This is possibly one of the reasons why fashion continues to get away with offering tired excuses for their worship of thinness: they say the clothes look better on thin women, but as Alexandra Shulman has pointed out, that's because they’re made that way. It’s been argued that the very thin ‘photograph better’, but such an argument is obviously nonsense: we just aren’t used to seeing the normal wobbles of flesh many of us carry around with us reflected in the pages of a magazine - and, as the new Debenhams look book demonstrates, when we do, it can look just as beautiful.
 
The Debenhams look book.
 
The problem is that, even as model scouting veers on the self-parodic, even as the ‘mainstream’ for models becomes more narrow, even as young women die from the illness that one industry refuses to take seriously, the old adage that ‘it’s just boundary pushing’ always lies just around the corner.
 
Fashion has a special sort of get-out clause in that respect, which is why it’s important to keep calling it out. Because a business model built around the idea of continually ‘being outrageous’ can get hideously bent out of shape in the wrong hands.
 
A report on fashion scouting in Jezebel once described it as ‘deliberately opaque’, which seems an appropriate summary. It’s the catwalk’s own ‘don’t ask, don’t tell’ policy: the truth remains the same, but nobody wants to talk about it lest everybody get their Damaris knickers in a twist.
 
But the act of not asking or telling is downright insidious: should this model be receiving artificial nutrition on a hospital ward, rather than artfully posing with a size zero T-shirt falling off her bony shoulders? Is she underage, even prepubescent? Is she being exploited? Will this uniformity of images, those that glorify the idea of a complete bodily lack of pinchable skin and relegate the actual norm to the shameful shadows, potentially harm the people who view them? Ssh. Turn a blind eye and take the money. These sorts of issues are for doctors or politicians or sociological researchers to tackle, not the fashion experts, never mind that they all too often happen to be the perpetrators.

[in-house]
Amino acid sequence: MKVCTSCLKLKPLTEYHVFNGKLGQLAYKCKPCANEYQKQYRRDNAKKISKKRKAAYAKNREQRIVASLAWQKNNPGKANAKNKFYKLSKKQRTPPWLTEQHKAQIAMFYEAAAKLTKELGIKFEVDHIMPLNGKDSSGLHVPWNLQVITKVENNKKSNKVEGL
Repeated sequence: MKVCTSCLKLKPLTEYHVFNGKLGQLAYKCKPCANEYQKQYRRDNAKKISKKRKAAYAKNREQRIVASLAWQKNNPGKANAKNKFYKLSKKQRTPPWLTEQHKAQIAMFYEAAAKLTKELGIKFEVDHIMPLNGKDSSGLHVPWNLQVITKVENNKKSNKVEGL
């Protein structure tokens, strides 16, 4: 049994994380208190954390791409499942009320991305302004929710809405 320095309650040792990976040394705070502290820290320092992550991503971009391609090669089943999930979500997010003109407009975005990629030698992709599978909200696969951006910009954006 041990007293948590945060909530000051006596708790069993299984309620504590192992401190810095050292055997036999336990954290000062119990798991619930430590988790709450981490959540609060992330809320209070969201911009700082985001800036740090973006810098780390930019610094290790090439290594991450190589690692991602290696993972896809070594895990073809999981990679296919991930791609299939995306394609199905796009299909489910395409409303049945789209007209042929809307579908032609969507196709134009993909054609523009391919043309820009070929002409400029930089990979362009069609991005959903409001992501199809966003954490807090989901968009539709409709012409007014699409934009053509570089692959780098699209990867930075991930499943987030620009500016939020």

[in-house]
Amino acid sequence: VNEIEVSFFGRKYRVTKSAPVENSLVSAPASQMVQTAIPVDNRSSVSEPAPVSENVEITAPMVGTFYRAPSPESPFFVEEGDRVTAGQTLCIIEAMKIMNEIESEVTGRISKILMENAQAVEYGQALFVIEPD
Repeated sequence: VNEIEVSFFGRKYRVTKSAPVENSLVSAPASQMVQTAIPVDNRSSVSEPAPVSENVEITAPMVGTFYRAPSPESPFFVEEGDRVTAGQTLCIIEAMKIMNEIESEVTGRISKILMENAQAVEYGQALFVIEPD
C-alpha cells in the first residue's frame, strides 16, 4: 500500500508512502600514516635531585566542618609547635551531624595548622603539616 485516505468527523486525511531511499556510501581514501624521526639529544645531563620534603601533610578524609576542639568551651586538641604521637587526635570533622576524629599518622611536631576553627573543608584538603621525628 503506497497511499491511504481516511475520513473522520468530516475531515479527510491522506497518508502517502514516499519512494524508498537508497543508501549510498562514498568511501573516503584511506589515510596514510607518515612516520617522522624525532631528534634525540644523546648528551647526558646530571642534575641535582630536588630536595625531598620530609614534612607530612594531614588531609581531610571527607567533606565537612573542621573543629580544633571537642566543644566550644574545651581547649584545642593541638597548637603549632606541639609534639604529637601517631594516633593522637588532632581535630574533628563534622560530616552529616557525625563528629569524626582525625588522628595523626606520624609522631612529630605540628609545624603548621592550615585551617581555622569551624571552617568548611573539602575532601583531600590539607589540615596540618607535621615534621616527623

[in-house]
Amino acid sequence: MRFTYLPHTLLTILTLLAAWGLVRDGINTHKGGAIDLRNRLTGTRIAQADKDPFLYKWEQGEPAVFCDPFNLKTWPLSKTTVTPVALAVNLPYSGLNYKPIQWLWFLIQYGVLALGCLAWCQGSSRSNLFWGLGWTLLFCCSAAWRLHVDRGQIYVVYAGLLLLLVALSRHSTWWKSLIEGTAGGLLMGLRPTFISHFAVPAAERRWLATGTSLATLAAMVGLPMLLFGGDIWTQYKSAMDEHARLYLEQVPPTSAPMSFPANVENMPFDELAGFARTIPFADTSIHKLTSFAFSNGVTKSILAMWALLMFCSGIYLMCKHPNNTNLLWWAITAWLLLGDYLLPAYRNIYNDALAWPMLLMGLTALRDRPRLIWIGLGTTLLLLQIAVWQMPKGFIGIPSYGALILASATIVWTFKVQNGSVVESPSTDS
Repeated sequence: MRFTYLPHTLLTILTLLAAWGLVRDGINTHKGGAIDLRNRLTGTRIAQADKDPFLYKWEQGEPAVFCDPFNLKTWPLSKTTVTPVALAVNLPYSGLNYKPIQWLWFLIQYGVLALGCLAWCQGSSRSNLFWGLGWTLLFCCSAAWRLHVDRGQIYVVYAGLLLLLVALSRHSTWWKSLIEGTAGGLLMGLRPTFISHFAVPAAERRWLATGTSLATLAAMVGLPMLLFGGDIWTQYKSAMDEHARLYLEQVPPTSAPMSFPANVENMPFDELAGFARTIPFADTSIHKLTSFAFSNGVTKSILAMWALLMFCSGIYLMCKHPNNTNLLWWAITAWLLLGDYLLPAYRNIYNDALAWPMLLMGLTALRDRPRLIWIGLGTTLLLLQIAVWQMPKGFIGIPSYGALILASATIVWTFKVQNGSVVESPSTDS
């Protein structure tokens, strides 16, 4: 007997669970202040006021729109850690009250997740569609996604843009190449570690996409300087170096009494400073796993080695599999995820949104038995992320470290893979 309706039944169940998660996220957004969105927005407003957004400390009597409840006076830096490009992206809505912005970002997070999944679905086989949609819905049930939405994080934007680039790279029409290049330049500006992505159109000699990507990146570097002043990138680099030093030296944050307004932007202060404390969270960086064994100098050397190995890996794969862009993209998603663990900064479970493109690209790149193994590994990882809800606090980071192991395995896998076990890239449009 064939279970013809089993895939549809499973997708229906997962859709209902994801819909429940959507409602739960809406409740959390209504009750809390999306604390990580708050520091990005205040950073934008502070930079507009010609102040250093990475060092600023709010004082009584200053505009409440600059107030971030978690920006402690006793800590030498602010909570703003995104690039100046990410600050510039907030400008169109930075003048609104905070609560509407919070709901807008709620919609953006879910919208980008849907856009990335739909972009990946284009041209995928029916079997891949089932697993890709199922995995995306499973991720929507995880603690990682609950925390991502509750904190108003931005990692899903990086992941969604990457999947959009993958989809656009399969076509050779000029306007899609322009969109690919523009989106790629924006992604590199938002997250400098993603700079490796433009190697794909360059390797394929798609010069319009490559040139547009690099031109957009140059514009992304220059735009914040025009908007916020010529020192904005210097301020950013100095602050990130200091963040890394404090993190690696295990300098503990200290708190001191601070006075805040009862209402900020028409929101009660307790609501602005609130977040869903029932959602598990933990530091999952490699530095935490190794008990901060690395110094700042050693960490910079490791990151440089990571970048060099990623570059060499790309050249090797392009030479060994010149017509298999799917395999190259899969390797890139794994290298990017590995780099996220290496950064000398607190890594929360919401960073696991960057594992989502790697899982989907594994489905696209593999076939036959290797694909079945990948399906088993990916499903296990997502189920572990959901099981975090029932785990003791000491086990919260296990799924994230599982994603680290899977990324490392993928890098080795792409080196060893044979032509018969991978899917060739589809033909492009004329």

The time has come to lay these problems at fashion’s door, because they must take their fair share of responsibility. Whoever inevitably passes the buck about what goes on outside the Stockholm Centre for Eating Disorders will demonstrate the industry’s unwillingness to ever involve themselves in anything beyond how a gypsy skirt hangs. But something has to change.
 
While there are myriad reasons why people develop mental illness, as well as a slew of pressures to stay slim, young and perky that don’t solely emanate from fashion photography, shirking all accountability is just plain cowardly. Scouting for anorexia may be a minority activity, but it’s representative of a wider malaise: one that has the potential to gnaw away at all of us every day - and one that, despite all of fashion’s protestations, could easily be fixed.
 
When do thin models become unhealthy models? Photo: Getty

Rhiannon Lucy Cosslett and Holly Baxter are co-founders and editors of online magazine, The Vagenda.

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The footie is back. Three weeks in and what have we learned so far?

Barcleys, boots and big names... the Prem is back.

Another season, another reason for making whoopee cushions and giving them to Spurs fans to cheer them up during the long winter afternoons ahead. What have we learned so far?

Big names are vital. Just ask the manager of the Man United shop. The arrival of Schneiderlin and Schweinsteiger has done wonders for the sale of repro tops and they’ve run out of letters. Benedict Cumberbatch, please join Carlisle United. They’re desperate for some extra income.